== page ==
Since a balance sheet provides a snapshot of your net worth at a particular time, you can track changes in your assets, liabilities, and net worth by comparing balance sheets entries at different time points. For ease of demonstration, I convert the two-column balance sheet into a single-column format in Figure 3, below.
Figure 3: Multi-Year Personal Balance Sheet for:
Dr. John Q. Public (in thousands of dollars, at year-ends)
In this example, net worth steadily increases as assets increase and liabilities decrease. This reflects a healthy progression. When households fail to live within their means their assets decline and/or their debts increase. The result is a decrease in net worth, which is a financial planning setback.
Note that some of the entries in the balance sheet are not legitimate pillars because they are not reliable stores of value over the long term. This includes car(s), furniture, electronic equipment and any other property that can be expected to lose value over time rather than increase in value. We refer to these as depreciating assets. In contrast, legitimate pillars are appreciating assets—those whose value is expected to increase.
This observation helps us refine our earlier financial planning objective from “accumulate diverse assets” to “accumulate diverse appreciating assets.”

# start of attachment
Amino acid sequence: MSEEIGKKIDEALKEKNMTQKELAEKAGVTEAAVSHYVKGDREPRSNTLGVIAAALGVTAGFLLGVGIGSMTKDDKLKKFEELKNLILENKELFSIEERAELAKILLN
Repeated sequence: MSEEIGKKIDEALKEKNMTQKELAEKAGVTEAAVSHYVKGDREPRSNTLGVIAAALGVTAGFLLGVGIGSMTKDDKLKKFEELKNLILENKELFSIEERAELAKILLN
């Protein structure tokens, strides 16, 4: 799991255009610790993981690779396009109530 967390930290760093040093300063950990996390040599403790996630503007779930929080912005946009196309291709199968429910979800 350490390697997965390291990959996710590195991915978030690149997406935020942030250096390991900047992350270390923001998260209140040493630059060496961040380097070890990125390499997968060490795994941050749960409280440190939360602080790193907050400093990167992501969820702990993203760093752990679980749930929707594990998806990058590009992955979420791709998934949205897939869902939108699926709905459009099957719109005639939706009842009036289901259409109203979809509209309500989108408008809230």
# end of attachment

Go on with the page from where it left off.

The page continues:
When you borrow additional money, your balance sheet expands. The amount of the borrowing appears on the right side as more debt, increasing total liabilities. That same amount also appears on the left side, either as cash, or as some new asset, if that’s what the borrowing was for (for example, another real estate property). This increases your total assets. As long as it’s financially affordable and emotionally comfortable for you, borrowing to gain more appreciating assets can be a good move—you’re collecting more pillars! But if you take the borrowed cash and spend it (an economist would say you “consume” the cash), you end up wasting it, and simply going more deeply into debt. Your total liabilities will go up while total assets remain the same, and your net worth will decrease. Examples of wasting borrowed money include throwing unnecessarily lavish parties, overspending on travel, and gambling.
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